The value of BCG Matrix is that it offers strategic insights on how the company can achieve both growth and profitability (Henderson and Zakon 1980). The fundamental advantage that a multi-business organization possesses is the ability to transfer cash from businesses that are highly profitable but have limited potential for growth to others that offer expectations of sustained future growth and profitability.
The integrative portfolio management approach enables executives to achieve greater results than the sum of its parts. To obtain this synergistic result, resource allocation must be centralized and designed to produce a balanced portfolio in terms of the generation and uses of cash (Hambrick et al. 1982). Hax and Majluf (1983) explain that the BCG matrix is helpful in three ways. First, the graphic display offers a powerful and compact picture of the strengths of the businesses in the firm’s portfolio.
Second, it identifies the capacity of each business to generate cash and also reveals its requirements for cash; this it assists in balancing the firm’s cash flows. And third, because it shows the distinct characteristics of each business unit, it can suggest strategic directions for each business. In terms of cash flows, the BCG Matrix offers a picture of each business in relation to its cash generation and cash requirement characteristics.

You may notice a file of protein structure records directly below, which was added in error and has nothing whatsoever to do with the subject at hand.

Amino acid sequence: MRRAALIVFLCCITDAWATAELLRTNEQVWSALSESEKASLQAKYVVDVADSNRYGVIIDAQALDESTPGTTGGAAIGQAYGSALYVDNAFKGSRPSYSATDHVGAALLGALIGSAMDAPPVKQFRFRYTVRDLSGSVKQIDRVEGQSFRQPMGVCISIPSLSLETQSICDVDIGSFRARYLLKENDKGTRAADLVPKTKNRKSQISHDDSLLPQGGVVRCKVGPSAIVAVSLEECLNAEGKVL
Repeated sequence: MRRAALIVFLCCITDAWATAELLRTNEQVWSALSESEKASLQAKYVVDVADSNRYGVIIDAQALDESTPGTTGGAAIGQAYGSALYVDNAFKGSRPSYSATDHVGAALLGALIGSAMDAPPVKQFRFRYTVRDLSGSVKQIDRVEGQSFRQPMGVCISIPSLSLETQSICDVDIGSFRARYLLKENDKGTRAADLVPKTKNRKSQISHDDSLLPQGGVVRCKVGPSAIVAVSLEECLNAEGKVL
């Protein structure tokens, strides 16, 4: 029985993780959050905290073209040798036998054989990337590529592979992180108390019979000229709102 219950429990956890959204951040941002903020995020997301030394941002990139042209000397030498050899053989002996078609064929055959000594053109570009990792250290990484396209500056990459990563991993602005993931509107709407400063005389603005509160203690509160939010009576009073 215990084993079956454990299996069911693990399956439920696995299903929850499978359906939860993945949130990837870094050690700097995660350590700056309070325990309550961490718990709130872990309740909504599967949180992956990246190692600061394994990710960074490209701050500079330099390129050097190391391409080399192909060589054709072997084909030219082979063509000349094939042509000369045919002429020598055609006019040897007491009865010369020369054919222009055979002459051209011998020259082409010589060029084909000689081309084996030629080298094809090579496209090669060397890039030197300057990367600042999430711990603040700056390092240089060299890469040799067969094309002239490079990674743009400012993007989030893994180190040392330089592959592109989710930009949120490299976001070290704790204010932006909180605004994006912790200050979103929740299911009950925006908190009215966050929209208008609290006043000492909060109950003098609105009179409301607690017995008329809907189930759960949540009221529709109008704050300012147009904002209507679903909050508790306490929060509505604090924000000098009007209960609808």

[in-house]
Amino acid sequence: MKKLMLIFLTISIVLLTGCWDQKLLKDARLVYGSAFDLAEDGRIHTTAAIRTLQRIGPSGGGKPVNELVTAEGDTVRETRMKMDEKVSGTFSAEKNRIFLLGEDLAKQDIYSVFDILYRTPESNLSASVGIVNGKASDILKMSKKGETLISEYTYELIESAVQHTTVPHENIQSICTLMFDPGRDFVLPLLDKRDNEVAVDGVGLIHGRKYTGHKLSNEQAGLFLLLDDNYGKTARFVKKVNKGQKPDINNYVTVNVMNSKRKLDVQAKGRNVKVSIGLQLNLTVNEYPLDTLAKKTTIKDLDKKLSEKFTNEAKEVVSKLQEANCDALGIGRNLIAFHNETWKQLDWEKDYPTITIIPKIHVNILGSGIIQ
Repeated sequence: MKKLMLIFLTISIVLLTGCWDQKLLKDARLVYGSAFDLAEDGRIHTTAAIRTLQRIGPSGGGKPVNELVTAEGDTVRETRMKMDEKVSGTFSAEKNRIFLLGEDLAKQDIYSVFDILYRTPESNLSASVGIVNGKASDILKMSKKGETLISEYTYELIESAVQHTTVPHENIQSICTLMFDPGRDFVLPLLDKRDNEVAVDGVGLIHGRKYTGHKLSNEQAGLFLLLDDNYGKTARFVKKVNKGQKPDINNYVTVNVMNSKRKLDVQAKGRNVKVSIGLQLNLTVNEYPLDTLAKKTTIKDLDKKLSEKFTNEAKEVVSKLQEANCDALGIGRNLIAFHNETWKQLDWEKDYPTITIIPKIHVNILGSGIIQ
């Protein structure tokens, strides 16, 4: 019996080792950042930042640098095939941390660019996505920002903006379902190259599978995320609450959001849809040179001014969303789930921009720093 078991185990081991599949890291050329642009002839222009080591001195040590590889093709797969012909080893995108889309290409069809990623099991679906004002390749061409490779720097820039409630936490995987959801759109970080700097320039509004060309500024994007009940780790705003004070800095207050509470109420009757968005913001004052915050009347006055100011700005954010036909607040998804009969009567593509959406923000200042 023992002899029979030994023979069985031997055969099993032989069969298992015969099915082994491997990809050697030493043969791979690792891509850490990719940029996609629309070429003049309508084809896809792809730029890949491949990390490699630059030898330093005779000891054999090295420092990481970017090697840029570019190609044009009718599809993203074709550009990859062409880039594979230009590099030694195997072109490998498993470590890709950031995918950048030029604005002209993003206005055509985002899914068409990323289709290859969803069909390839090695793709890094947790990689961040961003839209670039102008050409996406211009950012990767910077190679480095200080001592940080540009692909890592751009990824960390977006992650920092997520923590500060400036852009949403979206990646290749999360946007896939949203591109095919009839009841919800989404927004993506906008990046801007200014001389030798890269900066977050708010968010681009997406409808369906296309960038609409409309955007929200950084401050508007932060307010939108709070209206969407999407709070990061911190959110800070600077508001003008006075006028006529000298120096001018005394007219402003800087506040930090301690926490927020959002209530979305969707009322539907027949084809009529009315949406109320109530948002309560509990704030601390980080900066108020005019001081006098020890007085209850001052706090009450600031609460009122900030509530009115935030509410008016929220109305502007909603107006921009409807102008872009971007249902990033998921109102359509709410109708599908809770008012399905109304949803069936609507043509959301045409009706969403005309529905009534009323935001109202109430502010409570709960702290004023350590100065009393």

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In associating relative market share with experience curve, it is implicit that those businesses holding stronger shares will also enjoy higher profitability and, consequently, higher cash generation. Conversely, businesses in industries with high growth rates require higher levels of cash for their future development (Davidson 1985). In terms of strategic direction, the BCG Matrix illustrates the desired strategic trust for each business, which can be to: (1) to increase market share, to defend market share, to harvest, and (4) to withdraw or divest.
Although realizing these strategic thrusts would require spelling out complex programs for each business, expressed in terms of market share, the BCG Matrix convey a basic message for positioning a business in a competitive environment (Davidson 1985). Recommendations Clearly, Harrah’s Entertainment growth strategy is acquisition of established brands to further improve its current brand portfolio seems to be working as revenues have increased by 56 percent in 2005. Harrah’s top three best-recognized brands are strategic assets that allows the company to differentiate its service offerings to customer.
While Harrah is clearly still reliant on the United States market for its revenues, the company have set up casinos overseas such as Conrad Windsor (Ontario, Canada) and Conrad Resort & Casino (Uruguay) to expand its current operations. With its strong financial position, Harrah’s Entertainment still has ample cash to expand in the next five years. Should management be able to realize the integration of Caesars and Imperial Palace to Harrah’s Entertainment operations, financial position should further improve and strengthen its market position.
Datamonitor (2005). Global Casinos and Gaming: Industry Profile. Davidson, K. (1985). Strategic Investment Theories. Journal of Business Strategy p. 16-30. Day, G. (1994). The Capabilities of Market-Driven Organizations. Journal of Marketing. 58 (4): 37-53. Hambrick, D. C. , I. C. MacMillan, and D. L. Day (1982). Strategic Attributes and Performance in the BCG Matrix – A PIMS-Based Analysis of Industrial Product Businesses. Academy of Management Journal 25 (3): 510-531. Harrah’s Entertainment website. [Online] Available: https://www.caesars.com/harrahs